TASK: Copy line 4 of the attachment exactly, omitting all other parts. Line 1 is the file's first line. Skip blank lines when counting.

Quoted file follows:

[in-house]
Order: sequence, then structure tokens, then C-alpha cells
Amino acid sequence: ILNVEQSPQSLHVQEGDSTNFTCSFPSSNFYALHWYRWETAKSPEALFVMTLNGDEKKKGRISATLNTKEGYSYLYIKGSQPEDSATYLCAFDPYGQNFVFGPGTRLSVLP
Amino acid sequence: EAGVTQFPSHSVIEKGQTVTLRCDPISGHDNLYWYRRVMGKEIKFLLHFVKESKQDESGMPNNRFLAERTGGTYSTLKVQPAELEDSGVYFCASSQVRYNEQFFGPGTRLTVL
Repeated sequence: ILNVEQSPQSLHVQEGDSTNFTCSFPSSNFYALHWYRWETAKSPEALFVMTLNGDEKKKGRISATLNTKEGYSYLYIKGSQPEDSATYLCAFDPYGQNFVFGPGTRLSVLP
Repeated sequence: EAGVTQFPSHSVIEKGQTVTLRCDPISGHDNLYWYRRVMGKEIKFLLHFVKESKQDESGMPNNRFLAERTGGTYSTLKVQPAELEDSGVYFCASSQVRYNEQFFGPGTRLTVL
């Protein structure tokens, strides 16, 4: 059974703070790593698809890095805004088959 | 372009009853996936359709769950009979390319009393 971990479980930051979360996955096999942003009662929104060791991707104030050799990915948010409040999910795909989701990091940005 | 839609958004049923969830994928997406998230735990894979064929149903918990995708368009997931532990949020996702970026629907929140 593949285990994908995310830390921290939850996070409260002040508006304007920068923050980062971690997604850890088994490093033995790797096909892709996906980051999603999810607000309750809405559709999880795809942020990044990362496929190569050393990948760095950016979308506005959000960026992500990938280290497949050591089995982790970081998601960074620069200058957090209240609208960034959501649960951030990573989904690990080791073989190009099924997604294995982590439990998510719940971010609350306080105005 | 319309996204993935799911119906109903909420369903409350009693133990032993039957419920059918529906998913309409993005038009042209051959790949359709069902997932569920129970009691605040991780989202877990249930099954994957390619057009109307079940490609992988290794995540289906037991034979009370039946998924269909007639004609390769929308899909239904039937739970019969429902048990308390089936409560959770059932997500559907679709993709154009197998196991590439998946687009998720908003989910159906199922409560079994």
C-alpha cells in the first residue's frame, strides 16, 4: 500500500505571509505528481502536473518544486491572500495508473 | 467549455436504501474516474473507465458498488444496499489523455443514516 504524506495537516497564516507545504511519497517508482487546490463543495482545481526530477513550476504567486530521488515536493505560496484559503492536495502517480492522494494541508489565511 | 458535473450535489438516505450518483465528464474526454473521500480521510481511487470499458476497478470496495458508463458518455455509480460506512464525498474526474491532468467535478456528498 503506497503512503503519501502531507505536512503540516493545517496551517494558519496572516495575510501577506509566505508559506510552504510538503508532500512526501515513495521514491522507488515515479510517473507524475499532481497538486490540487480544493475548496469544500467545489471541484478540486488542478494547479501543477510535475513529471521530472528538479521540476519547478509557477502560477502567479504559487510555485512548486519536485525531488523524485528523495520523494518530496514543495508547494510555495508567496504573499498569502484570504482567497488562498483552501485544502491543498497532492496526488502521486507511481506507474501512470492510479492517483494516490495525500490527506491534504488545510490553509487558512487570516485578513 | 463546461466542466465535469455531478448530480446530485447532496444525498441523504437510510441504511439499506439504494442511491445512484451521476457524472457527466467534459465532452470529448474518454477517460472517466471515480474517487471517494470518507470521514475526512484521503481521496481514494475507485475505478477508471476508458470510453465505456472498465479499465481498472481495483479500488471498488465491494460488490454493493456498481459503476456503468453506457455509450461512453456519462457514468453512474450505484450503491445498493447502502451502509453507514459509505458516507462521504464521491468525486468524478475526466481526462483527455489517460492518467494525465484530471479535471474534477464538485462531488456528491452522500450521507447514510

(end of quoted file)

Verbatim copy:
Amino acid sequence: EAGVTQFPSHSVIEKGQTVTLRCDPISGHDNLYWYRRVMGKEIKFLLHFVKESKQDESGMPNNRFLAERTGGTYSTLKVQPAELEDSGVYFCASSQVRYNEQFFGPGTRLTVL